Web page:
Charles River seeing more strategic relationships, CEO says
“Collaboration is the watch word of the industry… everyone is working with whomever they need to to get drugs to market,” Foster said at the Jefferies 2015 Global Healthcare Conference. “I think the clients would acknowledge pricing is fair and reasonable for CROs, particularly in the preclinical space, especially as capacity [on the Big Pharma side] is getting tight, and clients are impatient to wait too long to start new studies.”
He noted a recent conversation with the head of R&D at a large pharma company who he asked what the proportion of drugs developed or discovered internally versus externally was, and the executive told Foster that it doesn’t really matter at this point as long as they get the best possible drugs.
“We have strategic relationships with a whole range of clients, which now represents about 30% of our total revenue, and we have several conversations going on right now so we anticipate that will increase,” Foster added.
The indication of an increase in Charles River Laboratories’ strategic relationships follows a recent report from the Tufts Center for the Study of Drug Development saying sponsors are relying on a mix of strategic and transactional relationships, as well as internal work, to bring drugs to market.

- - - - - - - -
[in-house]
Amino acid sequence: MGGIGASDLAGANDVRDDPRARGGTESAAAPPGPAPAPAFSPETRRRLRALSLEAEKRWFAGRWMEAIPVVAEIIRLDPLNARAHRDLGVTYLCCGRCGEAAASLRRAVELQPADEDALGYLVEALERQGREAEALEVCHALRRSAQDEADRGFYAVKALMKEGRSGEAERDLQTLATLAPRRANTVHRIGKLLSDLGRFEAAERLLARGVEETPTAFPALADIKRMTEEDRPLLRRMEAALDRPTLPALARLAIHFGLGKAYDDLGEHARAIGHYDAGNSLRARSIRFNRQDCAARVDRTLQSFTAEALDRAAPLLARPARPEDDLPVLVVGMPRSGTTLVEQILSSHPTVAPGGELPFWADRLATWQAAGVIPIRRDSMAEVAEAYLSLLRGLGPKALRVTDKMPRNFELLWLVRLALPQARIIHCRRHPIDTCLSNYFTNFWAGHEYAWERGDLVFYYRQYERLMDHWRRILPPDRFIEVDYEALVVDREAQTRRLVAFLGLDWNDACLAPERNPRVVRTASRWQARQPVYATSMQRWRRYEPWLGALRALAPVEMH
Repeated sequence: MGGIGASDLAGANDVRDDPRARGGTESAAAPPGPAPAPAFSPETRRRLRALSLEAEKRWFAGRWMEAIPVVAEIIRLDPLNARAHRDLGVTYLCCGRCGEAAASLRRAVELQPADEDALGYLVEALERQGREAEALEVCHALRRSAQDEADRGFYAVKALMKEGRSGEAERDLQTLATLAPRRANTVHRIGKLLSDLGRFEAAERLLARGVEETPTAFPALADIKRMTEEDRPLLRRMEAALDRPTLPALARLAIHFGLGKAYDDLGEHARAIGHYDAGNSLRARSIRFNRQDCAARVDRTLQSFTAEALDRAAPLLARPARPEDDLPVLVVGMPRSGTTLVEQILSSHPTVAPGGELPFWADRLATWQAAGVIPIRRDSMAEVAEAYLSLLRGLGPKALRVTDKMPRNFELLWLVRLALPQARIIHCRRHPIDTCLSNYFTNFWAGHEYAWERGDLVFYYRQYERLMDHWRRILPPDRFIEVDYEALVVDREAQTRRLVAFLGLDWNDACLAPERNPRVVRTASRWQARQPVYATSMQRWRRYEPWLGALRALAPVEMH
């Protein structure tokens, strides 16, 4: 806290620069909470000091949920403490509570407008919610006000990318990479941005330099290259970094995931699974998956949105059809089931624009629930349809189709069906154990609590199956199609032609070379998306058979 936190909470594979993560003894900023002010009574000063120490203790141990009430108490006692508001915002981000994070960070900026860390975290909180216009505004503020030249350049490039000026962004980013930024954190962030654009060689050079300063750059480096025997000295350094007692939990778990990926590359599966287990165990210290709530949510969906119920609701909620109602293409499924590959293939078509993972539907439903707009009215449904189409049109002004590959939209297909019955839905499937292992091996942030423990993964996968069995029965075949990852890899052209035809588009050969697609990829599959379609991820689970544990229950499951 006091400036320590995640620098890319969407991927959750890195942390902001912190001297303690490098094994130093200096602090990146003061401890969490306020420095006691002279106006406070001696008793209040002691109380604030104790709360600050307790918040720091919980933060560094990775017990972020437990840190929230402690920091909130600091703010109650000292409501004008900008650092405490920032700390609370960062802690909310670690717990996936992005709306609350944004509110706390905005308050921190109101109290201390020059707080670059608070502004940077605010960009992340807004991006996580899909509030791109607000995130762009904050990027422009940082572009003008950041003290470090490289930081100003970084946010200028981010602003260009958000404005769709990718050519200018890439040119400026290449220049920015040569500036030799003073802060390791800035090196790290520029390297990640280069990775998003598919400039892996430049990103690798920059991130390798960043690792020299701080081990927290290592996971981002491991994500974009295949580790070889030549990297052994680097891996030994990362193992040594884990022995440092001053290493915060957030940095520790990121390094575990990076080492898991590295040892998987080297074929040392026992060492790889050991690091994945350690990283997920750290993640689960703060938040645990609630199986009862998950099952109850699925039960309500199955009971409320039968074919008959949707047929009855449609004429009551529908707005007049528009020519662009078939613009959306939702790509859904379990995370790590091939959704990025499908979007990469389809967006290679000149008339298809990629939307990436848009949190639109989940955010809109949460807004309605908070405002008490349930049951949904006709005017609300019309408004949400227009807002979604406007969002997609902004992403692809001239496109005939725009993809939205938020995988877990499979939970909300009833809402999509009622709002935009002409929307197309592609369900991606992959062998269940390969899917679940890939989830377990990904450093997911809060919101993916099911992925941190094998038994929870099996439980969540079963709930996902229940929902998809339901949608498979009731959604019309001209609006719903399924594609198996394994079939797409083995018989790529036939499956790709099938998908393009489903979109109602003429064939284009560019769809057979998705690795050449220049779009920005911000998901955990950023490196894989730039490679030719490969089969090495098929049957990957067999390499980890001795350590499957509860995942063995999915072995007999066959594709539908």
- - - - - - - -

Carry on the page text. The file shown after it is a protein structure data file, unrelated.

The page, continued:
David Windley, an analyst with Jefferies, questioned Foster on the prevalence of the strategic relationship discussions, and Foster said, “We have multiple conversations going on right now, some of them to re-up and expand deals...They tend to be driven by safety assessment or discovery, sometimes both…particularly over the last three to four months. They have a lot to do with clients thinking seriously about reducing infrastructure, selling space, closing space or repurposing it, and when they’re ready they tend to move relatively quickly,” particularly with “very large pharma and biotech.”
The relationships also have a variety of duration, he added, with the longest lasting five years. He also noted that in some preferred partner relationships, Charles River is seeing value propositions that are “just as good or better” than in strategic relationships.
“More and more clients don’t want to work with a lot of providers,” Foster said, noting the company intends to broaden its portfolio, particularly on the discovery side with M&A.
Foster pointed to one recently-finished strategic partnership that was “a re-up” of a previous deal, and ended up being larger than the original deal. He noted that the pricing is getting better, especially as Charles River gets more aggressive in its bidding process.
The comments come as Charles River stock fell nearly 10% after its latest quarterly results were unveiled.